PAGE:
Friday, June 14, 2024

Thinking Inside the Box to Win the War Against Plastic Water Bottles


In 2009, as plastic water bottles dominated retail shelves, Boxed Water launched with the goal of creating a new category — one where the least amount of plastic was combined with the most renewable materials. But a recent high-profile TikTok video says it’s greenwashing. Is it?

“This is greenwashing,” Sarah Paiji Yoo, the founder of the eco cleaning products company Blueland, said in a TikTok video she posted last year. Yoo is holding up a carton of water from the popular water brand Boxed Water — the single-use plastic bottle alternative is made mostly of paper. But in the video, Yoo argues that single-use plastic bottles are better than Boxed Water.

“While these cartons look like paper, they’re actually a paper/plastic/aluminum blend and made of 25 percent plastic,” Yoo says. And because these are a blend, it’s actually near impossible to separate these back out into their original materials [for recycling].”

Trash and recycle bins
Courtesy Pawel Czerwinsk

According to Yoo, 40 percent of the country does not offer recycling for the blended material she claimed are used in Boxed Water cartons. And she’s not entirely wrong there; municipal recycling capabilities can vary widely from city to city making recycling a difficult task for conscious consumers.

But data from the Environmental Protection Agency says there’s an even bigger problem: most recyclable consumer products aren’t recycled at all — even if easy options exist. Its most recent data showed only an 8.7 percent recycling rate in the U.S. Plastic recycling is particularly problematic even as more cities offer plastic recycling options than ever before.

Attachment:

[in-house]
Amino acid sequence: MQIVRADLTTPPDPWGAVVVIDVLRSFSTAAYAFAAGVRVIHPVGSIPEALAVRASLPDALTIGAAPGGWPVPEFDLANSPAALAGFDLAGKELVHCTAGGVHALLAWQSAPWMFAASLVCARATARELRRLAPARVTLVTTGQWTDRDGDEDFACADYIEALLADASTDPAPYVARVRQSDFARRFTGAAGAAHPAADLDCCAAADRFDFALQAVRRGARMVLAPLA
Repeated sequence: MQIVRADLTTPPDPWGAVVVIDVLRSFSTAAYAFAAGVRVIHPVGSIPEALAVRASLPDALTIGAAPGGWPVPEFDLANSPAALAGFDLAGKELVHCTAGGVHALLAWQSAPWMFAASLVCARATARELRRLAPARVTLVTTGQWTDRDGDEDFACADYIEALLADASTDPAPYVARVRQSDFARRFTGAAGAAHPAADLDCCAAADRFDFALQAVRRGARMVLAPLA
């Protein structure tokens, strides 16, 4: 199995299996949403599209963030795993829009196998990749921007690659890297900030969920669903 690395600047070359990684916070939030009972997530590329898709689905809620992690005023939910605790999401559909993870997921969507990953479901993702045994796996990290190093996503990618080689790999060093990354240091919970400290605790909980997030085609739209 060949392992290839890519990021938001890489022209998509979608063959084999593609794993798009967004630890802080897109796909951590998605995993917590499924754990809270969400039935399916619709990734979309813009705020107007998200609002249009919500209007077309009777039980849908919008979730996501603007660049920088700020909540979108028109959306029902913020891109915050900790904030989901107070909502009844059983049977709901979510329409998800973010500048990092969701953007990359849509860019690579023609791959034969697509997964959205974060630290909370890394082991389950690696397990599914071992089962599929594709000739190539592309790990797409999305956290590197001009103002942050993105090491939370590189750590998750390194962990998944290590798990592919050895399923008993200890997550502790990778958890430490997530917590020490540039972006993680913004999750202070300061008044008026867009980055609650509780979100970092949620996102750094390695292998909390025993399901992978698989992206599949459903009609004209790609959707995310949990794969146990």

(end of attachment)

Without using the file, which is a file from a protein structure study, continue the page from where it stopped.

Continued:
The EPA says plastic and aluminum recycling rates are on the decline while carton recycling, such as that used in the Boxed Water packaging, is on the uptick. Carton recycling options are more widely available through municipal recycling facilities than for other materials. If, as Yoo said, a plastic bottle is a “better” option for recycling, the reality is that consumers just aren’t recycling those at effective enough rates.


Despite good intentions, Yoo got her facts really, really wrong, Boxed Water says. And despite the discrepancies, Yoo’s video was recently shared by the climate media site, The Cool Down, which didn’t fact-check her claims. ( I am a former contributor to The Cool Down.) Instead, the site positioned the article as a caveat emptor for conscious consumers who may be purchasing Boxed Water as a sustainable choice over plastic.

Boxed Water says that its products are far more sustainable than plastic; something fact-checking Yoo’s claims would have revealed. Boxed Water says verified, independent, ISO-certified Life Cycle Analyses have shown that its carton is the most renewable packaged water brand on the market. Robert Koenen, CRO for Boxed Water told Ethos via email that the cartons are 92 percent plant-based, which includes a plant-based resealable cap made from sustainably harvested tree pulp. That stands in contrast to Yoo’s claim the cartons are “25 percent plastic.”

Plastic water bottles featured in HBO’s second season of Succession in front of Kendall Roy (Jeremy Strong)

“If we are going to put ‘Boxed Water is Better’ on the side of our carton, we want to mean it,” Koenen says. “We hired an independent environmental research company, Anthesis Group, to assess the full life cycle of our carton compared to a similar size plastic water brand and an aluminum water brand. Their analysis was ISO-certified, and we are in the process of participating in an independent peer review of those findings.”

In assessing plastic bottles vs. Boxed Water cartons, Anthesis found that Boxed Water has a 36 percent lower carbon footprint, uses 43 percent fewer fossil fuels, and has a 95 percent lower impact on the ozone than plastic bottles. Compared to aluminum, the Anthesis study found Boxed Water has a 20 percent lower impact on ozone depletion. It’s also 50 percent lower on smog emissions and has a 66 percent lower impact on acidification due to deforestation.